"The issue of Botnets is larger than any one industry or country. This is why partnership is so important," said White House Cybersecurity Coordinator Howard Schmidt.
"The principles the Industry Botnet Group are announcing draw on expertise from the widest range of players, with leadership coming from the across the private sector, and partnering with the government on items like education, consumer privacy and key safeguards in law enforcement," he added.
"The severity of the bots continues to escalate. They are more sophisticated, targeting all users and businesses. They are the tactic of choice and becoming the big stealth weapon of the cybercriminal, silent but deadly. Not unlike strains of viruses, they continue to morph," Craig Spiezle, executive director and president of the Online Trust Alliance, told the E-Commerce Times.
Commerce and DHS, along with policy support from the White House, have led to the coordination of government efforts aimed to prevent and identify botnet infection and remediate its effects on personal computers. The IBG was formed in response to a September 2011 request for information issued from Commerce and DHS to learn more about existing efforts and new areas to explore combating botnets.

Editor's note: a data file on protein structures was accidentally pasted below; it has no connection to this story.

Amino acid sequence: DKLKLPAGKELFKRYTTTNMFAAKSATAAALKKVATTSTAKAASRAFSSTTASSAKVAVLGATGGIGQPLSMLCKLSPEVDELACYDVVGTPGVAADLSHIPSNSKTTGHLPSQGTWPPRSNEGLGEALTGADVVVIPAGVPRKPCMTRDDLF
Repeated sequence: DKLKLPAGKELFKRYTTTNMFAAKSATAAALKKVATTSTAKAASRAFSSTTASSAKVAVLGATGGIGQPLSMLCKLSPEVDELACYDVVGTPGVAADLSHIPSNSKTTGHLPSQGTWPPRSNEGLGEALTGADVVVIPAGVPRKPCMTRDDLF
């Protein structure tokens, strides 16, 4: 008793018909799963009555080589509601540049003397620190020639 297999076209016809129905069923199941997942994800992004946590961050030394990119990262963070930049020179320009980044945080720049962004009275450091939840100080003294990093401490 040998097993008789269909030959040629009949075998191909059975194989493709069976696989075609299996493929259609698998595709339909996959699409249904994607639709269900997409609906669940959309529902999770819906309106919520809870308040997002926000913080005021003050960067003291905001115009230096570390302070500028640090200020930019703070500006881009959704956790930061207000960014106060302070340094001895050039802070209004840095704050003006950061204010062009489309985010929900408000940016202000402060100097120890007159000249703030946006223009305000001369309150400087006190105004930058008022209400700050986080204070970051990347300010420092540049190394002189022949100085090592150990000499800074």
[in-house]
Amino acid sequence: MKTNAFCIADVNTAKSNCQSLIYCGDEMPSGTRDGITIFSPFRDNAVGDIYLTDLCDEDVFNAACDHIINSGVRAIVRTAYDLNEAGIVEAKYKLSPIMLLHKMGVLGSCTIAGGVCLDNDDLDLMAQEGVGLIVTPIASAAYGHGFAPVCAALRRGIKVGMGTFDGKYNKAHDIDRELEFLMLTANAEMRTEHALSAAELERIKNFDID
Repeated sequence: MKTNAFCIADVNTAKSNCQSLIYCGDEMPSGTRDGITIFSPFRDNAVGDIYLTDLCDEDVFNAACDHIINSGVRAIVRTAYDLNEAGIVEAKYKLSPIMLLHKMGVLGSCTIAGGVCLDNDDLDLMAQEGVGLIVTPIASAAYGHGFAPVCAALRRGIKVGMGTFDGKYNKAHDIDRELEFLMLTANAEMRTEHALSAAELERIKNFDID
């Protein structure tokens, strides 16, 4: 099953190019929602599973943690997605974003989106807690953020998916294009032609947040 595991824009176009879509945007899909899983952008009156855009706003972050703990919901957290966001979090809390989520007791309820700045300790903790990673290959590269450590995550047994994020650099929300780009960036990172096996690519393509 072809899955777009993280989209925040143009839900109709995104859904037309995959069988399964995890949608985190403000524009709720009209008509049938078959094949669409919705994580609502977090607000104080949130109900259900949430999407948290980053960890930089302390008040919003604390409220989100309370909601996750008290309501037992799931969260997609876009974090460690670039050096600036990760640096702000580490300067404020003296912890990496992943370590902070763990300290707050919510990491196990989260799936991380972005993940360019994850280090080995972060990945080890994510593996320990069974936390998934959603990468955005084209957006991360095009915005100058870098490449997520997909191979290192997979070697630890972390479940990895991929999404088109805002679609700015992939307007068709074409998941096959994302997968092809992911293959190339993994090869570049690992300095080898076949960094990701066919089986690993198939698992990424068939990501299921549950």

Building a Botnet Killer
Components of the government-industry program include:
- IBG adoption of voluntary principles to reduce the impact of botnets in cyberspace, including coordination across sectors, respect for privacy, and sharing lessons learned. IBG has also developed a framework for shared responsibility across the botnet mitigation lifecycle from prevention to recovery that reflects the need for ongoing education efforts, innovative technologies, and a feedback loop throughout all phases.
- The Financial Services Information Sharing and Analysis Center (FS-ISAC), which cooperates closely with DHS and the Treasury Department, will develop a pilot program to share information about botnet attacks. The effort will lead to standards that can be more widely used even outside of the financial services sector.
- Several IBG members are launching a "Keep a Clean Machine" campaign, an education campaign for consumers supported by DHS, the Federal Trade Commission (FTC), the National Cybersecurity Alliance and several companies.
- The FBI and Secret Service have recently stepped up private sector information sharing, and their coordinated efforts have shut down massive criminal Botnets such as Coreflood, which compromised millions of private computers and lead to the theft of millions of dollars.